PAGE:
The drive for progress is a central underlying tenet of the development of the UN Sustainable Development Goals (UN-SDG), and any form of progress will involve resources, structures and protocols. Yet it is also recognised that all of these are necessarily driven through human resources, or more generally expressed, people/human beings, thus, it is important to focus attention on the human dimensions that are ultimately the driver of initiatives such as the UN-SDG. The establishment of national and international standards can play an important role in this and constitute mappings and protocols which seek to span, encompass and codify recommended conditions, practice, and processes in relation to a given product, domain, or phenomenon (Stokes et al, 2016). The process of their drafting almost invariably involves consultation with a wide array of stakeholders and the resultant documents provide employees, managers, directors, and policy makers with guidelines which inform and work as a guide to ‘good practice’ (Crawford-Lee and Wall, 2018, forthcoming)...
    • Service learning and sustainability education

      Wall, Tony; University of Chester (2019-09-30)
      In the context of higher education, service-learning has been adopted for various dimensions of sustainability education across disciplines including environmental studies (Helicke 2014), engineering (Seay et al 2016), entrepreneurship (Niehm et al 2015), nursing (Dalmida 2016), clinical studies (Petersen et al 2015), psychology (Bringle et al 2016), and political sciences (Benjamin-Alvarado, 2015). It has been described as a philosophy, pedagogy, and programme (Jacoby 2015), conceptualised as a form of experiential education based on ‘reciprocal learning’ (Sigmon, 1979) where the ‘head, hands and heart’ can become integrated (Sipos et al 2008). Here, both the learner offering service and the recipient of that service are considered equally important, and both are mutually changed or transformed in some way (a relationship signified by the use of a hyphen between service and learning, ibid). Such reciprocity, however, distinguishes service-learning from volunteering and community service (which typically tend to prioritise the recipient of the service learner’s efforts), as well as field and internship education (which typically tend to prioritise the learner) (Sigmon, 1994)...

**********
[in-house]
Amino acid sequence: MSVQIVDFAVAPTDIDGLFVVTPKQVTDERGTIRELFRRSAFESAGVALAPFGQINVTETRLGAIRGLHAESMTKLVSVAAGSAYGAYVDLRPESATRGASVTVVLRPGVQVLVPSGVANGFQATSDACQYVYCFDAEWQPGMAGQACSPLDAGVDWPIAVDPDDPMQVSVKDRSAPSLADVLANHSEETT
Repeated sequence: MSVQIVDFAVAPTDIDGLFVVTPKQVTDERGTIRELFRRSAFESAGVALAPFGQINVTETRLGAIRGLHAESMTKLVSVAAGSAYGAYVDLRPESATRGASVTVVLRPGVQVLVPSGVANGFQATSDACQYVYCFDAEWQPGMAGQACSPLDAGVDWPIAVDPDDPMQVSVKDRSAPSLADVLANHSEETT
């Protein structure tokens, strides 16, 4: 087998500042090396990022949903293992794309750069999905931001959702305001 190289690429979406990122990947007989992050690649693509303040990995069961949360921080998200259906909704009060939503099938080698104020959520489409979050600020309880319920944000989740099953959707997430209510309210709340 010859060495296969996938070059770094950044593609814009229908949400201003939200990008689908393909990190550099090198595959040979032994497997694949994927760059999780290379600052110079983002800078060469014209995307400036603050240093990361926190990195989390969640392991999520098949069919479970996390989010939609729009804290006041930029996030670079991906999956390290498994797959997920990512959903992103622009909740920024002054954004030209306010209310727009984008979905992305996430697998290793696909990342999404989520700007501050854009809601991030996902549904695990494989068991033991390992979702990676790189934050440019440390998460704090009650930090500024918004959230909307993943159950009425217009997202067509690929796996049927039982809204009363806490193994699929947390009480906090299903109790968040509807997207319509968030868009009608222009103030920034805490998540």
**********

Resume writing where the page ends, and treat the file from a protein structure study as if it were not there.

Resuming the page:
• Drama and theatre for health and well-being

      Wall, Tony; Fries, Julia; Rowe, Nick; Malone, Niamh; Österlind, Eva; University of Chester; Stockholm University; York St John University; Liverpool Hope University; Stockholm University (Springer, 2019-10-01)
      The rock art of indigenous communities from 20,000 years ago have been interpreted as early indications of how humans have connected performance, in a broad sense, with the health and well-being of their communities (Fleischer and Grehan, 2016). Now, at a global level, there is increasing recognition that drama and theatre can facilitate a variety of health and wellbeing outcomes for an extensive range of groups, not pre-determined by affluence or socioeconomic status (APPG, 2017). In a broad sense, drama and theatre are a constellation of arts based practices, processes, and spaces, which intentionally work with more or less fictive characters, roles, relationships, and plots, in order to generate a wide range of experiences or outcomes (Wall, Österlind and Fries, 2018, forthcoming). Indeed, theatre and drama have been described as “the most integrative of all the arts: they include singing, dancing, painting, sculpture, storytelling, music, puppetry, poetry and the art of acting” (British Medical Association, 2011, p 10), which can help people to understand and then change how they relate to and then live out their own world.